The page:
The two chefs showcased both traditional as well as cutting-edge Peruvian cuisine, cooking at the Tarsila restaurant located in the Intercontinental. They were selected as the ambassadors of Peruvian cuisine to Brazil by the Peruvian Comission for the Promotion of Peru, Prom Perú, organizers of the event.

Intercontinental Executive Chef Marcelo Pinheiro, hosted the opening event, which also featured criolla music, pisco sours, and traditional dances.

The buffet menu included anticuchos de pez espada(swordfish anticuchos), conchas a la parmesana (Parmesan clams), and mejillones a la chalaca (Callao style mussels). The main courses included soltero arequipeño, ceviche de lenguado, ceviche mixto al coco(mixed ceviche in coconut milk), tiradito de lenguado amarillocarpaccio de pulpo al pimentón, (octopus paprika carpaccio), arroz con mariscos (seasoned rice with shellfish), mero a la chorrillana, ají de gallina, and a pastel de yuca, (yuca pastry). Classic Peruvian desserts were on offer such as mazamorra moradasuspiro de lúcuma, picarones, and crema volteada de quinua.

Teresa Izquierdo with Brazilian chef, Benedita Ricardo de Oliveira, Bené.
Photo: Radio Programas del Perú

One special moment during the Festival was when Teresa Izquierdo met Brazilian chef, Benedita Ricardo de Oliveira, known as Bené. Both chefs work tirelessly to promote the traditional flavors of their respective countries. Teresa Izquierdo has been cooking for 60 years, and specializes in criollo cuisine laced with African-influenced flavors. Bené, a chef for over 35 years, is one of the most important names in the Brazilian cooking world.

Radio Programas del Perú and El Comercio both commented on this Peruvian Food Festival in Sao Paulo.

And as long as we are talking about Teresa Izquierdo, back in March, she was one of 12 Peruvian culinary figures awarded the Premio Manka, Manka Award, honoring chefs, gastronomical researchers, culinary historians, and food journalists.

Teresa Izquierdo and other Peruvian culinary figures
receive Premio Manka.
Photo: El Comercio

The word manka in Quechua, the indigenous Andean language, means clay cooking pot, and thePremio Manka is in fact a clay pot (see picture above), the ancestral culinary tool used by varied Peruvian cultures over time and into the present day.

This award honors and celebrates the work of culinary professionals in Peru, as well as those dedicated to the investigation and promotion of Peruvian cuisine. The Premio Manka is awarded by the Peruvian Ministry of Education.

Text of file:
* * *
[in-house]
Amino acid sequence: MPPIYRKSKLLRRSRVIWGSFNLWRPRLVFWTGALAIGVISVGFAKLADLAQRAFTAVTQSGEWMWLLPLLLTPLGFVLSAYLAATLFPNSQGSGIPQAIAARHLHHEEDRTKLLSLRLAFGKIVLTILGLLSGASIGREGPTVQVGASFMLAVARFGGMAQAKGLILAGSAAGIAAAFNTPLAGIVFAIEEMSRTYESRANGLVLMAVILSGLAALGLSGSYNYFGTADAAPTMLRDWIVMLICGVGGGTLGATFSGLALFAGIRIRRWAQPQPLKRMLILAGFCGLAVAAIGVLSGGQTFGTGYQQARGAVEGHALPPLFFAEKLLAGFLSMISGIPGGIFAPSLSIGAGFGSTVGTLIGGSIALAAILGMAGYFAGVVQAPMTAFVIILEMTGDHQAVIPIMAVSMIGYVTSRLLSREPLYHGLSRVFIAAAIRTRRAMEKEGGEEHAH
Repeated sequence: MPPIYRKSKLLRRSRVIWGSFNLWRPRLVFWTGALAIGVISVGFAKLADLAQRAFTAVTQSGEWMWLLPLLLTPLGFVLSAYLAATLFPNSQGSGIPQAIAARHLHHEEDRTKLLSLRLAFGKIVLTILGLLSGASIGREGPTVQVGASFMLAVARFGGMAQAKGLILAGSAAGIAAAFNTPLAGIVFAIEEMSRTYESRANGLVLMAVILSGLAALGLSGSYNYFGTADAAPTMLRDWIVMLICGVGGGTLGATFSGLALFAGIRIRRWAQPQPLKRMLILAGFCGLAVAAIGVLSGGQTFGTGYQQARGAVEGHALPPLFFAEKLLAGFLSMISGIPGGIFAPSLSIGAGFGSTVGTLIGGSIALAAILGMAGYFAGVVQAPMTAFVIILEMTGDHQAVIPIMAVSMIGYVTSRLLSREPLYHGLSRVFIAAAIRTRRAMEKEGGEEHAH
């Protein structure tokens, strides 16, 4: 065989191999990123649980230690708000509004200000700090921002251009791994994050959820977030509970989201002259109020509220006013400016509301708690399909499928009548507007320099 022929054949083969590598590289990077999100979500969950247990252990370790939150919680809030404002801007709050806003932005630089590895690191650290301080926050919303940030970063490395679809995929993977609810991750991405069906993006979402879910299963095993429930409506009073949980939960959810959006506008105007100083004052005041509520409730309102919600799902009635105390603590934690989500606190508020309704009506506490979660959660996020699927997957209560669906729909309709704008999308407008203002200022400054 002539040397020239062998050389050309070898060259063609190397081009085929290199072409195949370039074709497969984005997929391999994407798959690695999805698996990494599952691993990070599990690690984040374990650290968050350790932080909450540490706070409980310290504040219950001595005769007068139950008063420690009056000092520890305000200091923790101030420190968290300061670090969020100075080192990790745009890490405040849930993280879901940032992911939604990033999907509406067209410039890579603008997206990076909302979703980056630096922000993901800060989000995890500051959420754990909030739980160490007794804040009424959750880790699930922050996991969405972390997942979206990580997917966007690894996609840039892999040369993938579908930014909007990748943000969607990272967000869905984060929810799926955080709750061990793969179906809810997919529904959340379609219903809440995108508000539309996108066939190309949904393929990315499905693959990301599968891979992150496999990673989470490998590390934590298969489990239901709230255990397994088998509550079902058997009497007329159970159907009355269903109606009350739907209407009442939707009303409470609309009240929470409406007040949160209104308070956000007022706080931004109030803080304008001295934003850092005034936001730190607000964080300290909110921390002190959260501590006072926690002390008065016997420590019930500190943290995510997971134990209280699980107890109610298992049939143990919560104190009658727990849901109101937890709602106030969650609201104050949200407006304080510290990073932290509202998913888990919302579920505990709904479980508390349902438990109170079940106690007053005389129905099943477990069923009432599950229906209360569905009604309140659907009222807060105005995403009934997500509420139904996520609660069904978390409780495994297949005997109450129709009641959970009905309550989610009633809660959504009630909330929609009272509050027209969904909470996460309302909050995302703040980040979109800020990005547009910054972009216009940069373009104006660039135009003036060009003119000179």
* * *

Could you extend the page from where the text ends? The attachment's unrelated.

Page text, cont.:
The awards ceremony was held at the Huaca Huallamarca, a pre-Columbian pyramid in San Isidro, and along with Teresa, the other 2006 recipients in the Masters of the Culinary Arts category were Gastón Acurio, Humberto Sato, Pedro Miguel Schiaffino, and Cucho La Rosa. In the Investigators and Promoters category, the recipients were Mariela Balbi, Isabel Alvarez, Bernardo Roca Rey, Raul Vargas, Johan Leuridan, Fernando Cabieses, and Rosario Olivas.


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TAGS: Peru, Peruvian, food, cooking, cuisine, cocina, comida, gastronomía, peruana

Saturday, September 09, 2006

Isabel Quispe Aquino: The Best Parihuela in the World

Photo: María Elena Cornejo at Mucho Gusto Perú.

This item comes to us from María Elena Cornejo, and her Mucho Gusto Perú blog, where she posts many of the articles she publishes as a restaurant critic at CARETAS, a leading Peruvian magazine.

Doña Isabel: From the Chorrillos Market to the World by María Elena Cornejo.

Isabel Quispe Aquino's life took quite a turn when it was touched by Gastón Acurio's magic wand.

An excellent cook, she has long owned a stand in the Chorrillos market, next to the fishmongers and the shellfish vendors, from whom she always obtains the freshest products available. Her marketplace stand has four high stools at an immaculate, white-tiled counter, and nearbly, two small tables, with blue tablecloths and flower vases. For the past 25 years, she has been serving the locals her seafood dishes, never once stopping, never once throwing in the towel.

Isabel Quispe Aquino knows about seafood.

At the age of 15, she began working at the Muelle de Pescadores, the Fisherman's Wharf, in Callao. Later, she married Papo López, a born fisherman who knows all the secrets that hide just beneath a fish's scales.